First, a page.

Safer, more potent TB shot for HIV-positive developedOctober 24th, 2008 - 5:41 pm ICT by IANS
Washington, Oct 24 (IANS) A new TB vaccine developed for HIV-positive people has been found to be safer and more potent than the current shots in pre-clinical trials.”AIDS and tuberculosis epidemics are now so intertwined in many parts of the world that we can’t win the fight against one of these diseases without also taking on the other,” said Marcus Horwitz, principal investigator and microbiologist at David Geffen School of Medicine, University of California, Los Angeles (UCLA).
The current vaccine against TB, called BCG, is administered to newborns in most countries in the world. However, in HIV-positive people, the vaccine can cause serious and even fatal disease later in life if HIV weakens the immune system, allowing the vaccine to multiply and spread throughout the body.
Horwitz and his team used an innovative method to limit the number of times the new vaccine can replicate in the body - just enough to stimulate the immune system to produce T-cells to fight future infection with tuberculosis bacillus, but not enough to overwhelm the immune system if it subsequently becomes weakened by HIV.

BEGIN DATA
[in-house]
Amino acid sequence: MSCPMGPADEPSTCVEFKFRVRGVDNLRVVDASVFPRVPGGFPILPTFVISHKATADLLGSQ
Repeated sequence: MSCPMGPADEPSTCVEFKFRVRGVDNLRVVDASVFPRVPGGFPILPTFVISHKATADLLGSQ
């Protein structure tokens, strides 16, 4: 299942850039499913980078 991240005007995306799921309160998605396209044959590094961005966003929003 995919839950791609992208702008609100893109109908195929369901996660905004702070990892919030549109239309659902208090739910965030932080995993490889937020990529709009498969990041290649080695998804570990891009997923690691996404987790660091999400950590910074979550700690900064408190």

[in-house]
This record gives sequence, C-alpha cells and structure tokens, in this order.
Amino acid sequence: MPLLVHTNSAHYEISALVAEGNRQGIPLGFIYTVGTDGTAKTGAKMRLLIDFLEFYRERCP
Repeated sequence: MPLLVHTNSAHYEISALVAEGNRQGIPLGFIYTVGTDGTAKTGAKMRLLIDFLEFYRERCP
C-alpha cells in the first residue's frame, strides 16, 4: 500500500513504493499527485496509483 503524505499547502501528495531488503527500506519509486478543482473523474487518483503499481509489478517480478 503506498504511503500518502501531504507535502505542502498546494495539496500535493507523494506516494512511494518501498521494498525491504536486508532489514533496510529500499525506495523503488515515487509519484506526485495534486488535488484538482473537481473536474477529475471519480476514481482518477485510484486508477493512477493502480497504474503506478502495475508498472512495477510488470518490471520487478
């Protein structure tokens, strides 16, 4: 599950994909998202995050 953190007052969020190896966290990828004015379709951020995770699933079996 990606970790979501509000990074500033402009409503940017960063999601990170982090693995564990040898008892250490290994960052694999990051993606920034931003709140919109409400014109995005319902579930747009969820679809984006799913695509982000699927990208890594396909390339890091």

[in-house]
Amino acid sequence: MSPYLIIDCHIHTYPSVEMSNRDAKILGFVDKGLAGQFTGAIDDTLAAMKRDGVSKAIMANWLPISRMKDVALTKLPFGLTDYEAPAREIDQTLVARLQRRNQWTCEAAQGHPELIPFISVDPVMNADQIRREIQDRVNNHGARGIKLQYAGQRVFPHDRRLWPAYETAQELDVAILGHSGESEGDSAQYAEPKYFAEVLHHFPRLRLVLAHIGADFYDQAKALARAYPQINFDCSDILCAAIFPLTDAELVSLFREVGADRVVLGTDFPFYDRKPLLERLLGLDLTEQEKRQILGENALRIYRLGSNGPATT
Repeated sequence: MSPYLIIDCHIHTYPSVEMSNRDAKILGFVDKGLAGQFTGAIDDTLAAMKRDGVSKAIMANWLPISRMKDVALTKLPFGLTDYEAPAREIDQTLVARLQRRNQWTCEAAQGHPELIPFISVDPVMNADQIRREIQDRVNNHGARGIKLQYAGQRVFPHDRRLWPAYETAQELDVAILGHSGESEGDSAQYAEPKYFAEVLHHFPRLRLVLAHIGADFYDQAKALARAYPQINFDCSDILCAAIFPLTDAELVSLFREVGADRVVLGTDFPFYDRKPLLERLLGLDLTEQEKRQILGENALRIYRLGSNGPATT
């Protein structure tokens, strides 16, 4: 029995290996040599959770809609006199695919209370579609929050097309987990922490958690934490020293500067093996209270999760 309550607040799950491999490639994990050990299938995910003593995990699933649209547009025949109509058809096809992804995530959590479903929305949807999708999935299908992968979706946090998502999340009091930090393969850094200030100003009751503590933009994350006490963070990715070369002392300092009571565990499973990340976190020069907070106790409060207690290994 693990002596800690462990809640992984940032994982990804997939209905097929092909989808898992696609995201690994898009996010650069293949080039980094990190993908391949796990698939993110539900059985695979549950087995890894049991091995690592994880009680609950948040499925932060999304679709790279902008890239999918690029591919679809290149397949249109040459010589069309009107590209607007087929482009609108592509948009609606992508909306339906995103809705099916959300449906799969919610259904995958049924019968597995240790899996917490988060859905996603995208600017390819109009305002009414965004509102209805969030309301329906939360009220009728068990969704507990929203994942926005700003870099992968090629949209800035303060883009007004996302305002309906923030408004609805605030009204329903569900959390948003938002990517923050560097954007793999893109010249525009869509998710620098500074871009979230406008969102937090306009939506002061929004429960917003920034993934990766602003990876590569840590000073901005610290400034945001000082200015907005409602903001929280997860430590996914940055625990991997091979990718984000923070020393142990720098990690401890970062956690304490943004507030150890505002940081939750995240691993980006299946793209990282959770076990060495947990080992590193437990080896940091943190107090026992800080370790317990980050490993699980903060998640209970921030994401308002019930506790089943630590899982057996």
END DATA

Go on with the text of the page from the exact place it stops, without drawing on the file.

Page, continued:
The research demonstrated that the new vaccine better protects guinea pigs from TB than the current vaccine. Guinea pigs are highly susceptible to infection with Mycobacterium TB, the bacterium that causes most cases of TB in humans, and they develop TB remarkably similar to that in humans.
Researchers also showed that the new vaccine is much safer than BCG in a severely immunocompromised animal host - mice with severe combined immunodeficiency (SCID mice) that completely lack an immune system, said an UCLA press release.
While the vaccine could be administered to anyone, it is specifically designed to be given to HIV-positive newborns and adults whose immune systems are still relatively intact and are therefore able to mount a good immune response to the vaccine, including persons on antiretroviral therapy.
The next step is to test the vaccine in humans. It will take several years of further study before the vaccine is available to the public, said the researchers.
These findings are scheduled for publication in the November edition of Infection and Immunity.
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Tags: animal host, david geffen school, david geffen school of medicine, guinea pigs, medicine university, severe combined immunodeficiency, t cells, tb vaccine, tuberculosis bacillus, university of california los angeles